During the COVID-19 pandemic, terrible things happened across the world. But as Winston Churchill said: “Never let a good crisis go to waste”, the COVID-19 meant a considerable boost for virtual care solutions. Many countries, for the first time, reimbursements allowed for consultations where the physician had no physical contact with the patient. In addition, due to the lack of capacity in hospitals, remote monitoring for patients became a necessity. Although the pandemic is not over yet, with vaccination levels below 30% in Africa and Asia, the question arises: “Are we going to keep our new habits in healthcare or do we return to our old habits?”
Shopping versus healthcare
A massively implemented concept that during the pandemic was working from home (WFH). By WFH, many companies could remain in business while safeguarding their employees from the COVID-19 virus. But working from home is not a 100% solution for every organisation. For some companies, it works very well. Especially in software development, several companies showed that a 100% WFH company could be successful. While for other companies, human interaction is at the core of their business model.
Is healthcare one of those industries? At first, healthcare seems to be an industry that depends on human interaction. It’s about patient centricity these days. Isn’t it? Of course, there are elements of healthcare that we cannot do at home. Surgery is one of the most obvious ones. But healthcare is more than just surgery.
Healthcare is about maintaining and improving the health of the total population. Many actions can be taken to achieve this goal without requiring a hospital or a GP cabinet. Even then! About two decades ago, many of us would have said that shopping online for clothes and shoes was impossible. We needed a store to fit before buying. Why would healthcare be different? Like shopping for clothes and shoes, healthcare will become partially virtual or online or remote.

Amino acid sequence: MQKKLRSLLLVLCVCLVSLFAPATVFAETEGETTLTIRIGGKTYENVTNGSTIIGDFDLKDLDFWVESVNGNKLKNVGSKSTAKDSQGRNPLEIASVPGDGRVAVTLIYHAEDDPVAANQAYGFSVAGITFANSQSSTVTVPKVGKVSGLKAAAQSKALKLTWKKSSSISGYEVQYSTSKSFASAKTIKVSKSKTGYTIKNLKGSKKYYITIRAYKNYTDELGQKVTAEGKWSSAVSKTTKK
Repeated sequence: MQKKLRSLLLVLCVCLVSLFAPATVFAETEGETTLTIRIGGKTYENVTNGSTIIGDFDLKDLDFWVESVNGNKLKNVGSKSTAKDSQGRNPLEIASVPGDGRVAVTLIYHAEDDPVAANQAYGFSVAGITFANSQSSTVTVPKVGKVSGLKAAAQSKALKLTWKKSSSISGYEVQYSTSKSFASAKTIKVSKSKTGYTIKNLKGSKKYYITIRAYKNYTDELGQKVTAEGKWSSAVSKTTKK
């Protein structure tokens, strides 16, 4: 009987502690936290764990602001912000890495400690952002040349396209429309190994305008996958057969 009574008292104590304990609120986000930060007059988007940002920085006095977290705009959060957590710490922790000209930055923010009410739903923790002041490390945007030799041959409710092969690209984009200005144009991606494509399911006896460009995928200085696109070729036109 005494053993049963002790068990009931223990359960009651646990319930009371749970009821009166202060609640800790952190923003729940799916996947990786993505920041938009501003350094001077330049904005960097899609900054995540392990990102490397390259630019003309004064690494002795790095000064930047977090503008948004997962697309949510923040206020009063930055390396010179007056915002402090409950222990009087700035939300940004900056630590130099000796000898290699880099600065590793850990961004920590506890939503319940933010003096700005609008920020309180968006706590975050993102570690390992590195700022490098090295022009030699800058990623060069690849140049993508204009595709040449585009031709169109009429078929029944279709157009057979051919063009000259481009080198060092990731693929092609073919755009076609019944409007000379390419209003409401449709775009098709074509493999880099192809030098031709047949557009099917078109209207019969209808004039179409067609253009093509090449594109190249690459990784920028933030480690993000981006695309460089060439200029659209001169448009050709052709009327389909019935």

The challenge: Kodak or not?
What lessons can we learn for the e-commerce evolution in the last two decades? A first lesson is that no matter how small you are when you start, you can dominate an industry over time when you think big. We are still at the point where a single physician with a vision can make a difference. But the window of opportunity is closing fast as more prominent players enter the market. When companies like Amazon, Google, and Walmart focus on healthcare, we need to keep paying attention. Although I’m not saying that prominent players from other industries have no concern about improving the population, companies like Amazon, Apple, and Google primarily create value for shareholders. This situation creates a conflict of interest when entering public health.
A second lesson we have learned from e-commerce is the first-mover advantage. Organisations entering the virtual care market soon who apply the fail-fast principle will gain a competitive advantage over the followers in the market. Unfortunately, many healthcare organisations hesitate to enter the virtual care market. That’s a missed opportunity. Some healthcare providers are doing exactly what Kodak did when the digital camera came on the market. Why should you adopt a new technology when the traditional way of working pays more? It’s not an easy question.
Nevertheless, the recent past has taught us that the new technology wins: Kodak vs digital cameras, VHS/DVD rentals vs Netflix, buying records vs Spotify. Don’t get me wrong. There still is a market for analogue photos. Vinyl records are reviving, and I’m a big fan of “real” books. But, do the healthcare providers of today want to improve the health of the population of tomorrow? Or do they want to serve a niche market in healthcare?
Virtual care as part of the solution
Healthcare providers have multiple challenges ahead. How do they deal with all the postponed treatments from the last eighteen months? How do they make healthcare more sustainable and affordable? Virtual care is not part of the problem but part of the solution. Embracing virtual care might help to overcome the other challenges faster.